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World Track Championships - CM
Melbourne, Australia, May 26-30, 2004
Australia leads - as expected; Boardman wants Brits to go under 4 minutes
By Mal Sawford
After going away empty handed from the first two days of competition, host nation Australia finally began to live up to expectations with a solid display in the qualifying round of the Teams Pursuit.
Of the sixteen teams competing, only eight could move through to the First Round, and on paper there were a dozen teams in contention. With the top eight also qualifying for Olympic starts, the pressure was really on.
The Danish team were the first to post a competitive time of 4.13.089, but would eventually finish in thirteenth place. Ukraine has held the world title as recently as 2001, but with a disappointing time of 4.10.554 was fortunate to scrape into the next round in eight place.
World Cup Champions New Zealand were eliminated, with their eleventh place finish, but will still be off to Athens thanks to their World Cup ranking. The other major surprise was the shock tenth place finish by the French squad. French riders have dominated the World Championships to date, and the team was ranked third here due to their Bronze Medal performance in 2003, but were well off the pace today.
They will also have a chance to make amends in Athens, as they will claim the final Olympic starting position due to a much better performance over the world cup rounds. The happy Spanish camp had more to celebrate, with Individual Pursuit winner Sergi Escobar helping the team qualify third fastest, ahead of the highly fancied Great British squad.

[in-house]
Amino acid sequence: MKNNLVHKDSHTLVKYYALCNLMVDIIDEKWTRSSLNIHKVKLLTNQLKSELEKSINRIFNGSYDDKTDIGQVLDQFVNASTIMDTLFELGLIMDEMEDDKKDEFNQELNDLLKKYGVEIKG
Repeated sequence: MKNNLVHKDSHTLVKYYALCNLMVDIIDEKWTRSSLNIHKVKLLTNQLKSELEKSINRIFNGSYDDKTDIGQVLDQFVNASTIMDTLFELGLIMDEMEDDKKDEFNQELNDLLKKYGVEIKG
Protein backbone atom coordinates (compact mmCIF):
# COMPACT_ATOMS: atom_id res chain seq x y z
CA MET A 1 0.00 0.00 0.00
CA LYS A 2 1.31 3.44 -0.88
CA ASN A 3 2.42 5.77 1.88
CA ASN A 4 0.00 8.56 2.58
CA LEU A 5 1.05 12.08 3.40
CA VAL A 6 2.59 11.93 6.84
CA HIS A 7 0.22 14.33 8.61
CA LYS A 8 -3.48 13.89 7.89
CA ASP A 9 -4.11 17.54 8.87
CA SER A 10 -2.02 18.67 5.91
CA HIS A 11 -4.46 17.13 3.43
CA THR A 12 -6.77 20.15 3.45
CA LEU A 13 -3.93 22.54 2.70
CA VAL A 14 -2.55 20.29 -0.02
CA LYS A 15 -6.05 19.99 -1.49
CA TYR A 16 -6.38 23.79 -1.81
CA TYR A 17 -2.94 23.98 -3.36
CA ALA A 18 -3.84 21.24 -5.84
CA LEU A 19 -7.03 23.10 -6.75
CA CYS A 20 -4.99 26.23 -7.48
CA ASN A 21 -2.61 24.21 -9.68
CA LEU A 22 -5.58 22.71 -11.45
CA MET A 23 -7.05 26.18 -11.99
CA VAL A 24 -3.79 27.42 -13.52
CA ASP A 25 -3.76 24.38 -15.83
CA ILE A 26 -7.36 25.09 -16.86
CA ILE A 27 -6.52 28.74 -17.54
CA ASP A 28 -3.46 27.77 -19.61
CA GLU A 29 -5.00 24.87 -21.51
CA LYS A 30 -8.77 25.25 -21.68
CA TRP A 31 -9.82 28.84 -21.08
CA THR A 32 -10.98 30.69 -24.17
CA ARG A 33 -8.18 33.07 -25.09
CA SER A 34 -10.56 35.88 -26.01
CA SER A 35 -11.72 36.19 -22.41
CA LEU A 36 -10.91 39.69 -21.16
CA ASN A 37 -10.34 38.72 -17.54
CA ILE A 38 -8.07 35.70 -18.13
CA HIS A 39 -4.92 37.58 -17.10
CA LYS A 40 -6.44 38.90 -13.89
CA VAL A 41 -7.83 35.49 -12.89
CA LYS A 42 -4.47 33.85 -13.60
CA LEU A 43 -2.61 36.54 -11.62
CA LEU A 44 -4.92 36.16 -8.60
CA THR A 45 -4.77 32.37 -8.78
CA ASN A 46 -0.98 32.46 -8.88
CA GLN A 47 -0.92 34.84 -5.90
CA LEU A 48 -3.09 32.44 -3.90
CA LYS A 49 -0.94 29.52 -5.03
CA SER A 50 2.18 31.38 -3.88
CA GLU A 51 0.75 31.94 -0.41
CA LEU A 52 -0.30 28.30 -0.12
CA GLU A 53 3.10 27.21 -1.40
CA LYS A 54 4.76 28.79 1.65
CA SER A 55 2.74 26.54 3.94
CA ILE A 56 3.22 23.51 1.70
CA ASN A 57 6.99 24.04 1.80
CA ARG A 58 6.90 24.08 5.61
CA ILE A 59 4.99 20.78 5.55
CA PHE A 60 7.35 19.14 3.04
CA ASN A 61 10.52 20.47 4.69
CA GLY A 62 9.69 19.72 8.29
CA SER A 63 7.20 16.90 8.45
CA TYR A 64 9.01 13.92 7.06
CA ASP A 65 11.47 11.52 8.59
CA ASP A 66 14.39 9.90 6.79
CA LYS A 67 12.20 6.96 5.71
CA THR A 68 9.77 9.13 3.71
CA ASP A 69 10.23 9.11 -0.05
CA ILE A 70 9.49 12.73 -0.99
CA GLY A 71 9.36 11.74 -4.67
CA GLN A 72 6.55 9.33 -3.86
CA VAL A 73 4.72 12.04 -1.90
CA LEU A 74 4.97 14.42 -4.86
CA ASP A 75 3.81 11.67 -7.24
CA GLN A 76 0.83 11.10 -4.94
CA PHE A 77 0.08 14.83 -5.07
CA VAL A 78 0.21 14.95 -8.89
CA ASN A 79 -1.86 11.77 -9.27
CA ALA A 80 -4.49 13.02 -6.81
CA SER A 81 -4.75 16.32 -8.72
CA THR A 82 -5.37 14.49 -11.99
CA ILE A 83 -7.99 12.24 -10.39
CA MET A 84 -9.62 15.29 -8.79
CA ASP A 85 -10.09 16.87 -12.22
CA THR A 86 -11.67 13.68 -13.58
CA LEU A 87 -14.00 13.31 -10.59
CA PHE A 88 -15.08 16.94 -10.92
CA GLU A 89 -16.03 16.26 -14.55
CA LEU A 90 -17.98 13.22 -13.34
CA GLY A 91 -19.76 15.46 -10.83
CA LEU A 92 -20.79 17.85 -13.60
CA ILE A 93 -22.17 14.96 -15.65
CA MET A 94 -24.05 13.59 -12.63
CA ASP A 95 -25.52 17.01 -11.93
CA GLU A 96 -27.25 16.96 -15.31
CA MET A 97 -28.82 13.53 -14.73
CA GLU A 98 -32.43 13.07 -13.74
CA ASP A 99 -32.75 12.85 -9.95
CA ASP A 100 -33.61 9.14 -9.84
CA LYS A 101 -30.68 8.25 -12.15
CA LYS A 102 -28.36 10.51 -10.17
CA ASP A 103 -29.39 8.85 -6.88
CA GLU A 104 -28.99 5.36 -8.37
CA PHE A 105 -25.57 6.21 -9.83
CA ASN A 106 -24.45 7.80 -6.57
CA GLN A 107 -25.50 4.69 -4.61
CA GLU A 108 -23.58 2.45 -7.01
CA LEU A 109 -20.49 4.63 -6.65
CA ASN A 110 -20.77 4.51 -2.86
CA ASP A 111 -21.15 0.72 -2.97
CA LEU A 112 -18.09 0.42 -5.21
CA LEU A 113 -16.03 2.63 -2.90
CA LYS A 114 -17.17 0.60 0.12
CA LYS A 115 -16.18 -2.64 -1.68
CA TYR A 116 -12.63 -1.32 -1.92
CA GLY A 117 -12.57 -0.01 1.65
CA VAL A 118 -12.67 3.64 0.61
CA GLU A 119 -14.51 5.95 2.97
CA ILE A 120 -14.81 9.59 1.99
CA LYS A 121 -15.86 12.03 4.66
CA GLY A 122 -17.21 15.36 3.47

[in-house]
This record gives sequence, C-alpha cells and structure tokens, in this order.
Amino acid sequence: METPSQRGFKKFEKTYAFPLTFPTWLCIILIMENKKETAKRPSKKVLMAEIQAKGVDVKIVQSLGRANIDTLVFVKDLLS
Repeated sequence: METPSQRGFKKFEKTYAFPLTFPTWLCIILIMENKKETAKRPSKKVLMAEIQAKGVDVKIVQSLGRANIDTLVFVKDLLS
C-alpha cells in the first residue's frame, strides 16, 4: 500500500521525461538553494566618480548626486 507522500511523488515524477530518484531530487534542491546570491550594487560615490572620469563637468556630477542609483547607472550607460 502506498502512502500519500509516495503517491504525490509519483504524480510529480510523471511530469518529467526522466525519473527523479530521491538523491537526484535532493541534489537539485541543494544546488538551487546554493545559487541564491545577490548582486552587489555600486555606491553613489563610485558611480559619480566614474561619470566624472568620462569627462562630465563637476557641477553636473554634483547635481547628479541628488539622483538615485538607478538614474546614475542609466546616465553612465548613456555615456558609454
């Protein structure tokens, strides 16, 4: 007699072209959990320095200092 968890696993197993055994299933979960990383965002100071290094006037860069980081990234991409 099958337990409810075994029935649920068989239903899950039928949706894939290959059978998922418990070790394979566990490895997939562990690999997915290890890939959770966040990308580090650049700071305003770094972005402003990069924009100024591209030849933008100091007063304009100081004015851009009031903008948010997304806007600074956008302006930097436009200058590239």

Spain has never won a medal in the event at World Championship level, but is in with a chance, as are the Netherlands, who qualified second in 4.05.289. The Netherlands won their only medal – a Bronze – way back in 1973, coincidently when the Championships were last held in Spain.
The reigning World Champions were last to start, and were fractionally behind the Dutch splits at the one and two kilometre time checks, before pulling away to deafening applause to qualify fastest in 4.04.059.
Despite starting with a team missing its four strongest riders (according to British Expert Adviser Chris Boardman), the Australian team are clear favourites to take their third successive World Title.
Australian team member Peter Dawson recovered remarkably quickly and told SBS TV “to come out and ride such a, well it wasn’t an easy 4 - 04, but, I mean we weren’t stretched to 100%. I think everyone was running at about 90%, which was great. Now we just look forward to the rounds, find out who we race in the first round, pull off a win there and hopefully go faster again”.
Later he told Cyclingnews that the World Record was under threat. “We’re going to give it a go obviously. I mean this team is a great team, and we’ve still got Luke Roberts to come in, and he rode a very good ride last night. We’ll use all five riders so hopefully we can all get ourselves a medal – that’s if we get there of course”.
With the publicly stated aim of Olympic qualification satisfied, a win on home soil is firmly on the agenda. Roberts remarked: “The pressure’s off now, so Macca (pursuit coach Ian Mackenzie) can concentrate on getting the boys ready for Athens. Hopefully we can pull off a good result here; we really want to win the World Title for the Australian public. To win three in a row would be really good; I think it would be the first time it has been done (the East German team was undefeated between 1977 and 1981). Being the number one nation for the past few years has certainly been quite taxing but we’ve handled that alright”.